UPDATE: 12:10 a.m.
The National Weather Service in Honolulu has issued a flash flood warning for the island of Oahu in Honolulu County until 3:00 a.m. hst.
At 12:10 a.m. hst, radar indicated extremely heavy rain moving over Oahu from the southeast, impacting the area from Kailua to Kalama Valley to Niu Valley with rainfall rates greater than 2 inches per hour. This heavy rainfall will spread to other areas of Oahu soaked earlier in the night, mainly southern, central and windward Oahu. Stream levels will again rise rapidly as this new burst of heavy rain moves over the area.
This warning includes the entire island of Oahu, except the Waianae mountains, and the Waianae coast.
The flash flood warning remains in effect until 12:30 am hst for the island of Oahu in Honolulu County.
At 11:45 p.m. hst, radar indicated that heavy rain had eased over southeast and central Oahu, but runoff remains high and stream levels are elevated.
Locations in the warning include but are not limited to… Honolulu, Waimanalo, Mililani, Wahiawa, Schofield Barracks, Kaneohe Marine Base, Hawaii Kai, Palolo, Kahaluu, Ahuimanu, Salt Lake and Kailua.
Olivia is now a tropical depression, heading west-southwest at 18 mph.
As of 11 p.m., Olivia was 195 miles west-southwest of Honolulu and 160 miles south-southwest of Lihue.
Olivia is forecast to turn toward the west-northwest on Friday.
Maximum sustained winds are near 35 mph with higher gusts, and little change in strength is forecast through Thursday night.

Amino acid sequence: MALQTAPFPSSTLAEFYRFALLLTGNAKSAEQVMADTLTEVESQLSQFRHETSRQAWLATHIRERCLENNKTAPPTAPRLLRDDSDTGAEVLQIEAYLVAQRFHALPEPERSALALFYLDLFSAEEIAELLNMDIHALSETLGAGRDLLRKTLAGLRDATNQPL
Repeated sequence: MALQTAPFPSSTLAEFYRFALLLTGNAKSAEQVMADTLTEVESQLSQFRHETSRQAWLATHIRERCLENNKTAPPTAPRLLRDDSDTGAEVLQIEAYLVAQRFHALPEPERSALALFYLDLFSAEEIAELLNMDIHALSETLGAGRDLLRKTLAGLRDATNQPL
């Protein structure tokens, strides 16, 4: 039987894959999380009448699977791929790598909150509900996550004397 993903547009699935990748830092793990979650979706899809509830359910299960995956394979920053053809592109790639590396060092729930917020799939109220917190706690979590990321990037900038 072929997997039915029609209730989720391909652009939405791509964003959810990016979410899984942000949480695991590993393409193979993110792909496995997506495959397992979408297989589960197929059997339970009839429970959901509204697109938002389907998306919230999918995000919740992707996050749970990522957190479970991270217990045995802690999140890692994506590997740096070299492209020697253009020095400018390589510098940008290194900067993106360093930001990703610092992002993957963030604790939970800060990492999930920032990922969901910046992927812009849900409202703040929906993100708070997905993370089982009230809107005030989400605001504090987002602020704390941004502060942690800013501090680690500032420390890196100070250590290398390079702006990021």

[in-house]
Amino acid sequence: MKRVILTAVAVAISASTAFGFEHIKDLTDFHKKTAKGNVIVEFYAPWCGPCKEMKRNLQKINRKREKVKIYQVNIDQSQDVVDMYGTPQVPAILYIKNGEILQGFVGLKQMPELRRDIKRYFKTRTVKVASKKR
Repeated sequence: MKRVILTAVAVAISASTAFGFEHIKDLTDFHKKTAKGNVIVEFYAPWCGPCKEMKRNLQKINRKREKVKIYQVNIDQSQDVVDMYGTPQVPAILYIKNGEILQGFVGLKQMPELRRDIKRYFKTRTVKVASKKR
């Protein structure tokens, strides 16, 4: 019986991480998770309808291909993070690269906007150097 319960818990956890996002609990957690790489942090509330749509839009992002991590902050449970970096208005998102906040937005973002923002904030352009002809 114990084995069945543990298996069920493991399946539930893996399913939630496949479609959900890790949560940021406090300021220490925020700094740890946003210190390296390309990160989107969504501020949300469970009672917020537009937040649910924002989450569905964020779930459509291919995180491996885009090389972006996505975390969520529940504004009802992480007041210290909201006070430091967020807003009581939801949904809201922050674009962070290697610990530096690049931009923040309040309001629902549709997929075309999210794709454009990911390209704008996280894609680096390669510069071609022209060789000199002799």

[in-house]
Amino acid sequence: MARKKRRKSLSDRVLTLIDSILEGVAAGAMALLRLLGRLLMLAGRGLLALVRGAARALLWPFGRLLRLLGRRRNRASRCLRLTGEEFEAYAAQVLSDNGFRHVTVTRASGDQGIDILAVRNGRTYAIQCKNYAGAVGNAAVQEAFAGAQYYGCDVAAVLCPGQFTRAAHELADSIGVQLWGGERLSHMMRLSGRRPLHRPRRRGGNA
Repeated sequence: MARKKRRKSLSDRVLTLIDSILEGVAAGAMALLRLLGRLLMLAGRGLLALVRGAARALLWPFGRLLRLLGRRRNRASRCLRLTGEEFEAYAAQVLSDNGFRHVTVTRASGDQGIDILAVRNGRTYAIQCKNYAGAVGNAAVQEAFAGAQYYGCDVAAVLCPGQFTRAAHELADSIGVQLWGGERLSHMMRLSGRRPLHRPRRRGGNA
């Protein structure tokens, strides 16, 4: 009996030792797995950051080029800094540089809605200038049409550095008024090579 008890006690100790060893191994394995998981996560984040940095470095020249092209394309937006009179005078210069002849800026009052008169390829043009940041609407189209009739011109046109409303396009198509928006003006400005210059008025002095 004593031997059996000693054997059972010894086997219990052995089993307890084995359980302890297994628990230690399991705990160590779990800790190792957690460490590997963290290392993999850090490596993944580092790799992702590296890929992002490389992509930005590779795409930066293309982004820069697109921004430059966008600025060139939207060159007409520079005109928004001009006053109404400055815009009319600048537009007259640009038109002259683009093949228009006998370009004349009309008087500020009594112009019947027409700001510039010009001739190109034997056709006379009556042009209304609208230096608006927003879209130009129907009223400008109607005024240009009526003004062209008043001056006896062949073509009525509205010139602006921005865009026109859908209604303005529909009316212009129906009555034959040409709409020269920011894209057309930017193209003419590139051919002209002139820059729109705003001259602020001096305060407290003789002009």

The Honolulu Department of Parks and Recreation plans to close Hanauma Bay on Thursday due to anticipated high surf and strong currents. There’s also an islandwide brown water advisory issued by the state Department of Health. The visitor’s center will remain open.
A high surf warning for the Oahu’s eastern shores, with waves as high as 16 feet, remains in effect until 6 a.m. Thursday.
A flash flood warning has been issued for Oahu until 12:30 a.m. Thursday.
Extremely heavy rain is moving over most of the southern half of the island, forecasters said. Rain is especially heavy over southeast parts from Hawaii Kai to Honolulu to Pearl City to Mililani. Rainfall rates of three to four inches per hour are expected to lead to flash flooding.
The National Weather Service said deep tropical moisture and instability are interacting with the mountains on Molokai and Lanai to produce rain showers drifting into Oahu tonight.
Locations in the warning include but are not limited to Honolulu, Waimanalo, Maunawili, Manoa, Mililani, Wahiawa, Hawaii Kai, Aina Haina, Niu Valley, Palolo, Salt Lake and Kailua.
Flood advisories have also been issued for the Big Island and Maui until 12:30 a.m. Thursday.
On Hawaii island, rain continues to fall over the Kohala and Hamakua districts, with rates between one and two inches per hour. Areas affected are Kamuela, Waikoloa Village, Waipio, Pololu and Waimanu Valleys, and Saddle Road Junction.
On Maui, heavy rain is reported to be along the southeast slopes of Haleakala, with rain falling at a rate near two inches per hour. Kaupo, Kipahulu, Nahiku, Hana and Keokea are under the advisory.